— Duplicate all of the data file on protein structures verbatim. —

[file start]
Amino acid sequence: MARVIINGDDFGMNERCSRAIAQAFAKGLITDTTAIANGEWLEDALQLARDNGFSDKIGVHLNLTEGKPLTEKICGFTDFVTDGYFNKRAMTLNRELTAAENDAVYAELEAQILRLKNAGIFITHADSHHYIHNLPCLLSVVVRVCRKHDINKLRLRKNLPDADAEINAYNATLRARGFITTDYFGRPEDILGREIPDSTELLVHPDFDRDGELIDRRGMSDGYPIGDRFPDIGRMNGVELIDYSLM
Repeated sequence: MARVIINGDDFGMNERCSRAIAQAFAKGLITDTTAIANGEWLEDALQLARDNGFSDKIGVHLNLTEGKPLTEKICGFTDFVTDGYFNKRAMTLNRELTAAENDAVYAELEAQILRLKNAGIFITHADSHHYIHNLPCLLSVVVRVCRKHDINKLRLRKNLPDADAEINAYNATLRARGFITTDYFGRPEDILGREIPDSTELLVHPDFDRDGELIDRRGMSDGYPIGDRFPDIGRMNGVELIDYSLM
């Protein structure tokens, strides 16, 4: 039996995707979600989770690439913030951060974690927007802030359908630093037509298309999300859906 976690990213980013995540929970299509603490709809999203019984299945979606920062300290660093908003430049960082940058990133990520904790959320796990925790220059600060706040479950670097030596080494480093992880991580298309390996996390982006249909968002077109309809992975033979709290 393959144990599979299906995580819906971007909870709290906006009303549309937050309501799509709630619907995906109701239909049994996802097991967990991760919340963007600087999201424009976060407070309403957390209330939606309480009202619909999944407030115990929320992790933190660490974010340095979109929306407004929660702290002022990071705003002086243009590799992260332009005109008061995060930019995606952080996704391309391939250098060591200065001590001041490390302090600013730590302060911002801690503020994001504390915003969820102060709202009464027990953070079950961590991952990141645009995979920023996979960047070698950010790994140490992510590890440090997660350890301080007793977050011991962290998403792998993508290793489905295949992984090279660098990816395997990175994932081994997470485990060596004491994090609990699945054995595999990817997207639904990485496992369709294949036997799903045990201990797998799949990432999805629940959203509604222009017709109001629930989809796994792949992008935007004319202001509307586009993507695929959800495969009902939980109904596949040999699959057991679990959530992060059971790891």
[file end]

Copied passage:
Amino acid sequence: MARVIINGDDFGMNERCSRAIAQAFAKGLITDTTAIANGEWLEDALQLARDNGFSDKIGVHLNLTEGKPLTEKICGFTDFVTDGYFNKRAMTLNRELTAAENDAVYAELEAQILRLKNAGIFITHADSHHYIHNLPCLLSVVVRVCRKHDINKLRLRKNLPDADAEINAYNATLRARGFITTDYFGRPEDILGREIPDSTELLVHPDFDRDGELIDRRGMSDGYPIGDRFPDIGRMNGVELIDYSLM
Repeated sequence: MARVIINGDDFGMNERCSRAIAQAFAKGLITDTTAIANGEWLEDALQLARDNGFSDKIGVHLNLTEGKPLTEKICGFTDFVTDGYFNKRAMTLNRELTAAENDAVYAELEAQILRLKNAGIFITHADSHHYIHNLPCLLSVVVRVCRKHDINKLRLRKNLPDADAEINAYNATLRARGFITTDYFGRPEDILGREIPDSTELLVHPDFDRDGELIDRRGMSDGYPIGDRFPDIGRMNGVELIDYSLM
């Protein structure tokens, strides 16, 4: 039996995707979600989770690439913030951060974690927007802030359908630093037509298309999300859906 976690990213980013995540929970299509603490709809999203019984299945979606920062300290660093908003430049960082940058990133990520904790959320796990925790220059600060706040479950670097030596080494480093992880991580298309390996996390982006249909968002077109309809992975033979709290 393959144990599979299906995580819906971007909870709290906006009303549309937050309501799509709630619907995906109701239909049994996802097991967990991760919340963007600087999201424009976060407070309403957390209330939606309480009202619909999944407030115990929320992790933190660490974010340095979109929306407004929660702290002022990071705003002086243009590799992260332009005109008061995060930019995606952080996704391309391939250098060591200065001590001041490390302090600013730590302060911002801690503020994001504390915003969820102060709202009464027990953070079950961590991952990141645009995979920023996979960047070698950010790994140490992510590890440090997660350890301080007793977050011991962290998403792998993508290793489905295949992984090279660098990816395997990175994932081994997470485990060596004491994090609990699945054995595999990817997207639904990485496992369709294949036997799903045990201990797998799949990432999805629940959203509604222009017709109001629930989809796994792949992008935007004319202001509307586009993507695929959800495969009902939980109904596949040999699959057991679990959530992060059971790891």